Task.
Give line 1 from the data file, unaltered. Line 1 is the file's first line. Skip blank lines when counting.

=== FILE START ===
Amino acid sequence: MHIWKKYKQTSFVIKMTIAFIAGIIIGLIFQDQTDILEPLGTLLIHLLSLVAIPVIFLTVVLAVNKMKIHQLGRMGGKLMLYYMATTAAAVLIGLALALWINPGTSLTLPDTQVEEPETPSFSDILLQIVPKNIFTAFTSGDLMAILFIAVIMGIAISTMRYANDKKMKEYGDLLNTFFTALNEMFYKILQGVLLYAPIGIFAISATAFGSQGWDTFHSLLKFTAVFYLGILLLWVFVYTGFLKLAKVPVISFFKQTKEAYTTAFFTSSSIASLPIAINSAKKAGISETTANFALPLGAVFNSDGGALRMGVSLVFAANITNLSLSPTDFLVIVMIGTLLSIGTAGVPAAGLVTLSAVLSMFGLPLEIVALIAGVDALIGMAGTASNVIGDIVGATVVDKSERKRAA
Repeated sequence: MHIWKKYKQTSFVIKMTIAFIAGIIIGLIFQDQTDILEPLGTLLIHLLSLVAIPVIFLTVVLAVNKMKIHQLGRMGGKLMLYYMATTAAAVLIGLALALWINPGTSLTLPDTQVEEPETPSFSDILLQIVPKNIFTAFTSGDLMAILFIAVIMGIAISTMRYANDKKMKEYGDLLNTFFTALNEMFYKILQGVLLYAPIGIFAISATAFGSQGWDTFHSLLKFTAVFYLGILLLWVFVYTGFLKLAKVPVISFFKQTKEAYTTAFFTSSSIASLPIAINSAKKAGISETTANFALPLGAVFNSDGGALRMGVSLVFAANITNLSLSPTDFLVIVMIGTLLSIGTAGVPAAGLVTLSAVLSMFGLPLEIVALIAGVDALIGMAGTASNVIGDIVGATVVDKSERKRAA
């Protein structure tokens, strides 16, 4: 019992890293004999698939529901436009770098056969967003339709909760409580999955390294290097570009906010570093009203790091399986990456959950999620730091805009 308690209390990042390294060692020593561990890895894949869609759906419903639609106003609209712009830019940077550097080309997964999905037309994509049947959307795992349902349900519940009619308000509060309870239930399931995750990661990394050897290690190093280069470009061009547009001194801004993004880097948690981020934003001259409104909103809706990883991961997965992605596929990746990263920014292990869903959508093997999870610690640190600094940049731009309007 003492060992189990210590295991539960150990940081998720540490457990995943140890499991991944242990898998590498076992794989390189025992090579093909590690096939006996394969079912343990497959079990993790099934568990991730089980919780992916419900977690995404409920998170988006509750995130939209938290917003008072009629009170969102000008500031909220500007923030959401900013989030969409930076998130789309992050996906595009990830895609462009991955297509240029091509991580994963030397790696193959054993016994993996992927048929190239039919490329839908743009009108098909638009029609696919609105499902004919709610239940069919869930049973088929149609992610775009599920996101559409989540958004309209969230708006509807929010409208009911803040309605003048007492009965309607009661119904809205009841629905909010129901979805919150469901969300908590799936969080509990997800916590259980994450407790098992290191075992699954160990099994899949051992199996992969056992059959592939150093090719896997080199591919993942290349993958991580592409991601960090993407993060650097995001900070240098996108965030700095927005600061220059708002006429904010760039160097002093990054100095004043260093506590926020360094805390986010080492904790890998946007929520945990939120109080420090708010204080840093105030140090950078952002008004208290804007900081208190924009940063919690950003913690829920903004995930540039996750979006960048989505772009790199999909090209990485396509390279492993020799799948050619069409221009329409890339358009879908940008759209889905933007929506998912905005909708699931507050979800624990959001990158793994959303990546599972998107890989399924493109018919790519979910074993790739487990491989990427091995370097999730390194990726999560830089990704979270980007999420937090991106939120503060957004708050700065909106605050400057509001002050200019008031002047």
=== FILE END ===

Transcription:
Amino acid sequence: MHIWKKYKQTSFVIKMTIAFIAGIIIGLIFQDQTDILEPLGTLLIHLLSLVAIPVIFLTVVLAVNKMKIHQLGRMGGKLMLYYMATTAAAVLIGLALALWINPGTSLTLPDTQVEEPETPSFSDILLQIVPKNIFTAFTSGDLMAILFIAVIMGIAISTMRYANDKKMKEYGDLLNTFFTALNEMFYKILQGVLLYAPIGIFAISATAFGSQGWDTFHSLLKFTAVFYLGILLLWVFVYTGFLKLAKVPVISFFKQTKEAYTTAFFTSSSIASLPIAINSAKKAGISETTANFALPLGAVFNSDGGALRMGVSLVFAANITNLSLSPTDFLVIVMIGTLLSIGTAGVPAAGLVTLSAVLSMFGLPLEIVALIAGVDALIGMAGTASNVIGDIVGATVVDKSERKRAA